Politics, it seems, is not a natural career progression for business-people.
Few candidates putting up their hand for election this year can claim a business background.
National's ranks are dominated by farmers - who would no doubt argue that they do run their own businesses - lawyers, a few doctors and the odd diplomat.
Labour, on the other hand, is a party of academics, teachers and unionists.
National's star in terms of business credentials is leader John Key, a former merchant banker.
After 10 years in the New Zealand market, Key worked in Singapore, London and Sydney for US investment banking giant Merrill Lynch. He was in charge of several business units, including global foreign exchange and European bond and derivative trading.
Tukituki MP and 33rd on National's list, Craig Foss, was also in investment banking. He was a dealer for the BNZ treasury and worked for Credit Suisse Financial Products in London and Tokyo.
Cattle breeder David Carter, ninth on National's list, established New Zealand's first commercial cattle-embryo transplant company and set up what his website describes as the country's first theatrically themed restaurant, in Christchurch.
Piako MP and 19th on the party's list, Lindsay Tisch, was a self-employed management consultant and company director specialising in restructuring, refinancing and marketing.
Number 25, Epsom candidate Richard Worth, was chairman of large law firm Simpson Grierson, specialising in commercial litigation.
Chris Auchinvole, at number 42, managed a $30 million export company and operated his own small business exporting primary products.
As for Labour, one of its few claims to business fame is Waitaki candidate and number 17 on its list, David Parker. He was a civil litigation specialist and managing partner at South Island law firm Anderson Lloyd, a manager at Blis Technologies and a director of Fund Manager Holdings.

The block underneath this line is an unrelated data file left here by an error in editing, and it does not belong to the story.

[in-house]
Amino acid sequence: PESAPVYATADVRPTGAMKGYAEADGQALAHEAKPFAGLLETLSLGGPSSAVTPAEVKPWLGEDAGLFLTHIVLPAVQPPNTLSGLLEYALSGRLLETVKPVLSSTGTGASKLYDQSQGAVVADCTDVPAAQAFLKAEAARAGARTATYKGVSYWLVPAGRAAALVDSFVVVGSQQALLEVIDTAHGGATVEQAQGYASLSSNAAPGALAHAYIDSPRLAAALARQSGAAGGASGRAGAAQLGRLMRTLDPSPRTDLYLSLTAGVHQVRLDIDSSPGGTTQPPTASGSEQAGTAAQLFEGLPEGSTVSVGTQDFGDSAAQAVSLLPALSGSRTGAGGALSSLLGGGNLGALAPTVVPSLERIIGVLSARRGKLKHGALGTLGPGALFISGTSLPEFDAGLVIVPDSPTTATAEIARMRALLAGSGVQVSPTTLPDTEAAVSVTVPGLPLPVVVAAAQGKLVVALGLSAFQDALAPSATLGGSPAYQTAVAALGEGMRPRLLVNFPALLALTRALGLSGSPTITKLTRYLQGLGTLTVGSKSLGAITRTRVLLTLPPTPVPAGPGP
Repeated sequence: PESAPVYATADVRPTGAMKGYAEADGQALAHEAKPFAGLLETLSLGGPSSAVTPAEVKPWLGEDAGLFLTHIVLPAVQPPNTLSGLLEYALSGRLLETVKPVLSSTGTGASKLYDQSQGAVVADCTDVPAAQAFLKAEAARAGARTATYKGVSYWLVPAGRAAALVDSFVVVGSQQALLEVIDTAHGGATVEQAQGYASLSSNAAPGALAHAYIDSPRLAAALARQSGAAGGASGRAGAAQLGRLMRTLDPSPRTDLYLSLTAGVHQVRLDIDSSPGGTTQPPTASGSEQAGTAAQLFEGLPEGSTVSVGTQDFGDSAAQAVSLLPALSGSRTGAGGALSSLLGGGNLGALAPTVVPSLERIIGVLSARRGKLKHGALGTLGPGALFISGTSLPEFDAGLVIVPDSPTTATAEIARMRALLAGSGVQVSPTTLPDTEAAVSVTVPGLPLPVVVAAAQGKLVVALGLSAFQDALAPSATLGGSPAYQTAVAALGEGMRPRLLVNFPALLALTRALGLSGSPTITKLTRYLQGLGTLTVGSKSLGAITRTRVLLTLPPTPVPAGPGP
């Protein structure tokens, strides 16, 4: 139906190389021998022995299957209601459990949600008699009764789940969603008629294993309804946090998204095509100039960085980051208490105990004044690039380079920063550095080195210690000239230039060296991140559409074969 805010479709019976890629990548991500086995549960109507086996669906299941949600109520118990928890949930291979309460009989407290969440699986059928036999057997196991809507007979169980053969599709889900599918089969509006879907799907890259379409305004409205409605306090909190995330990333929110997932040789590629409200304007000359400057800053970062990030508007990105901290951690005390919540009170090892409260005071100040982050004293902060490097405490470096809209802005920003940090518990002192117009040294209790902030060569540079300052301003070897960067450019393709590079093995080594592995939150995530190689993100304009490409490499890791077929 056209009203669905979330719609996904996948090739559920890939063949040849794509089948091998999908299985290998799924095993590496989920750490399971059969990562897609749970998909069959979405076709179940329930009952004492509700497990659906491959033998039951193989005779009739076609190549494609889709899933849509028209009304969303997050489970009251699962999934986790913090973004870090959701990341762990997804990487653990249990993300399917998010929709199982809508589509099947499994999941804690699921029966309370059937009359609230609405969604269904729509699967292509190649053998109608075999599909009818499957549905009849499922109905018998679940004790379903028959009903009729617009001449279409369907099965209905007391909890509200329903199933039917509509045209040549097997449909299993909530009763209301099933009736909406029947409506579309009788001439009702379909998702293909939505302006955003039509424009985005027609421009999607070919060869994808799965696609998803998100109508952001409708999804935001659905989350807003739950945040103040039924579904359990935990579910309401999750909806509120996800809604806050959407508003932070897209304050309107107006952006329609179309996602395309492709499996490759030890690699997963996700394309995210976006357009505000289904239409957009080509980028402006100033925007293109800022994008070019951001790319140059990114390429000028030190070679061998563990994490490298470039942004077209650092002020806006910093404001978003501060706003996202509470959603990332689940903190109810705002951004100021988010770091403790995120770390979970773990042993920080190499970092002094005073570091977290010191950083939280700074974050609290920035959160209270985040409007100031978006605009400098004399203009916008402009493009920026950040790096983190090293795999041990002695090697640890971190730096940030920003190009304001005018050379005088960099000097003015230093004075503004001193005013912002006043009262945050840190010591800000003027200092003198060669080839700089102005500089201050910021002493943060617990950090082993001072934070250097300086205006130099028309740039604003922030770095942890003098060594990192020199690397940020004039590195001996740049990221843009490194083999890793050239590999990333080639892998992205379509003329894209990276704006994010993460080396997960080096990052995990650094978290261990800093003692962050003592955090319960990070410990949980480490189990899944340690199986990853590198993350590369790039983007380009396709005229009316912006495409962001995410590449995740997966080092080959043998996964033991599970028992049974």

Number 27 on its list, lawyer Charles Chauvel, was a partner in Minter Ellison and also a director of the Lotteries Commission and Meridian Energy.
Business pedigrees are even thinner among the minor parties, except for Progressive leader and current Agriculture Minister Jim Anderton.
Anderton was export manager for carpet manufacturer UEB textiles and then ran engineering company Anderton Holdings for 13 years.
He says business experience was the most valuable thing he took into Parliament.
"It taught me some lessons in life, about having to turn up at work on a Monday morning - or a Sunday afternoon - and know that everything that you were to earn that week was going to come because of efforts you made, and if you didn't make them there wouldn't be any earnings."
He says understanding the risks businesses take and the pressures they're under helped him immeasurably in dealing with managers and decision-makers as Minister for Economic Development: "If they know that you know how this works, it takes away a whole layer of bother. So you get on to Plan B pretty quickly."
Former National leader and Reserve Bank Governor Don Brash says that while a wide range of backgrounds are desirable in Parliament, "to have a government which is substantially devoid of first-hand business experience, I think, is a real lack".
As an example, he notes that Labour is against allowing employers to hire people on a probationary basis. "I think the fact that they weren't willing to countenance that says an awful lot about their simple failure to understand how businesses function."